Thanks for sharing our enthusiasm, and consider yourselves reminded! We appreciate every one of your contributions.

So far there are 80 comments, any number by Kevin Standlee making Absolutely Clear Everybody Must Understand Things Exactly The Way He Does. One reply says, “You aren’t doing a particularly good job of reading the room here.”

(4) ARISIA PERSISTED. Arisia 2020 has issued its first online Progress Report. Key points: (1) It’s happening! (2) It’s (back) at the Westin Boston Waterfront. (3) The headliners are Cadwell Turnbull, Author Guest of Honor, Kristina Carroll, Artist Guest of Honor, and Arthur Chu, Fan Guest of Honor.

(5) BOO!  LAist primes fans for Universal Studios’ Halloween mazes: “Halloween Horror Nights: A Photo Tour Of The New ‘Ghostbusters’ & ‘Us’ Mazes At Universal Studios”.

Halloween’s almost here… well, OK, it’s more than a month away, but that means it’s time for Halloween haunts — aka Halloween mazes, aka scary Halloween things at theme parks and the like, to start.

Halloween Horror Nights has been taking over Universal Studios Hollywood for 21 years, and we got the chance to take a behind-the-scenes tour of two of the brand new mazes, Ghostbusters and Us. We were guided through by Creative Director John Murdy, the man in charge of creating the stories and the scares inside all of the mazes.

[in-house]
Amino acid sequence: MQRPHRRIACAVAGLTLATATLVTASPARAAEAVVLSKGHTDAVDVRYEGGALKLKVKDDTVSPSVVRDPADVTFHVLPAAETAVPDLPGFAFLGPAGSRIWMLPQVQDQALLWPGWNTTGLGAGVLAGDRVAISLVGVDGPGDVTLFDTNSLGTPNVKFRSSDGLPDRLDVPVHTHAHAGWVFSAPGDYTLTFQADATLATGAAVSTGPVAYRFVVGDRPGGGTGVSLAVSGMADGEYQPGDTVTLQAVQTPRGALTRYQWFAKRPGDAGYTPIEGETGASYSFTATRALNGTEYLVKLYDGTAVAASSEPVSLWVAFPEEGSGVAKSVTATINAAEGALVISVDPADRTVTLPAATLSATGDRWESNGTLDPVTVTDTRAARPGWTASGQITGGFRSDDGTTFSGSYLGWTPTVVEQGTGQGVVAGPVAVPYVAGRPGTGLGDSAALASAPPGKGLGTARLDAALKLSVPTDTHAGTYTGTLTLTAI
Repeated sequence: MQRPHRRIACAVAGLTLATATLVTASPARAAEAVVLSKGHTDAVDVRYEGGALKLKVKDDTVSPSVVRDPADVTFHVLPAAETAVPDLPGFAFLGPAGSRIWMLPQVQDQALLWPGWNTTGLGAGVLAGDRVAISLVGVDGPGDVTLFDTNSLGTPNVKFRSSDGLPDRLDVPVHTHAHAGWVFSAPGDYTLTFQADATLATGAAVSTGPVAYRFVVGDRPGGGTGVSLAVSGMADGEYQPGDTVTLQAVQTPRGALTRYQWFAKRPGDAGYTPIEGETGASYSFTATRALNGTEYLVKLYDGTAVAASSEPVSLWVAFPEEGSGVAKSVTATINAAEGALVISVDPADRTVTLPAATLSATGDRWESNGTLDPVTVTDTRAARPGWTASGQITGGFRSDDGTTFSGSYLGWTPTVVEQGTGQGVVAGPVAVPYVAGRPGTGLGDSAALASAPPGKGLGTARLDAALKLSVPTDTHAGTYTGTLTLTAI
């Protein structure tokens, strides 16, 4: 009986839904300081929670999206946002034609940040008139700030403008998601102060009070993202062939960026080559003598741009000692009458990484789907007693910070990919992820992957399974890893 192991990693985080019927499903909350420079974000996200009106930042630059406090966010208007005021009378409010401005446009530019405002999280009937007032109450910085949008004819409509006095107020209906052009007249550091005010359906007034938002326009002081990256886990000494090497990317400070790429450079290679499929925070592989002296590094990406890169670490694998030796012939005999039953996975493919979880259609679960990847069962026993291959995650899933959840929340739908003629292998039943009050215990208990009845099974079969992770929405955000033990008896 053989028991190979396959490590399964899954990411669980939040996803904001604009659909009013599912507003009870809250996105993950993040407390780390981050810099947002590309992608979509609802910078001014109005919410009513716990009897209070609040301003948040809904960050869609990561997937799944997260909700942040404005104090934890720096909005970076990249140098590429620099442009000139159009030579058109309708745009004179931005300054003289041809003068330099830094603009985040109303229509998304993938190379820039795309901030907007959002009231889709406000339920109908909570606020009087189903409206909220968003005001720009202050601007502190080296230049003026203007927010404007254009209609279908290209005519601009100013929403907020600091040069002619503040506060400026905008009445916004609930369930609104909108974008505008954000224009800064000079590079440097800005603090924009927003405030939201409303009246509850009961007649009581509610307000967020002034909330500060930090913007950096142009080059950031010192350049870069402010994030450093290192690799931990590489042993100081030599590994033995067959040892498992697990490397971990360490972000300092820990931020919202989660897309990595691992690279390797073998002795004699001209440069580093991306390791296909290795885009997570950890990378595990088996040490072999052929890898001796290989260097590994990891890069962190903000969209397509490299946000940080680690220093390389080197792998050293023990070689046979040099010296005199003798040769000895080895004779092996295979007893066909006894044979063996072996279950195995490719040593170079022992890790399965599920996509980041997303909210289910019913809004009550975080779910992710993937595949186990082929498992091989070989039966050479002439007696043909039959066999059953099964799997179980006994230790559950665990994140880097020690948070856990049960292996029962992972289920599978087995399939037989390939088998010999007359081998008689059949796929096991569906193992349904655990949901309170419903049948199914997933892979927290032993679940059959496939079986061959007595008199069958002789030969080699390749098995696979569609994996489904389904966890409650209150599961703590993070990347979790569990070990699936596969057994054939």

He works with an art director to design every moment, writing treatments for each attraction than can run up to 100 pages.

“It’s a narrative from the guest’s POV — everything I see, hear, smell, etcetera, as if I’m going through the maze,” Murdy said. “But it also has a very elaborate technical breakdown by scene, by discipline, down to the timecode of the audio cues.”

(6) DUBLIN 2019. Cora Buhlert’s report begins with — “WorldCon 77 in Dublin, Part 1: The Good…”. There’s also a shorter version for the Speculative Fiction Showcase: “Cora’s Adventures at Worldcon 77 in Dublin, Ireland”. Each has lots of photos.

…On Wednesday, the day before WorldCon officially started, I helped with move in and set-up at Point Square. This involved carrying boxes, assembling shelves for the staff lounge and crafting area, taping down table cloths and helping to set up the Raksura Colony Tree model. This was my first time volunteering at a WorldCon and it was a great experience. Not only do you get to help to make a great project like WorldCon happen, no, you also get to meet a lot of lovely people while volunteering. Especially if you’re new to WorldCon and don’t know anybody yet, I recommend volunteering as a way to meet people and make friends. What is more, I also got a handful of groats (which I used to buy a very pretty necklace in the dealers room) and a cool t-shirt.

(7) MEMORIAL. Jim C. Hines tweeted the link to his post about the Memorial held for his wife, Amy, on September 8, a touching and highly personal tribute.

(8) TODAY IN HISTORY.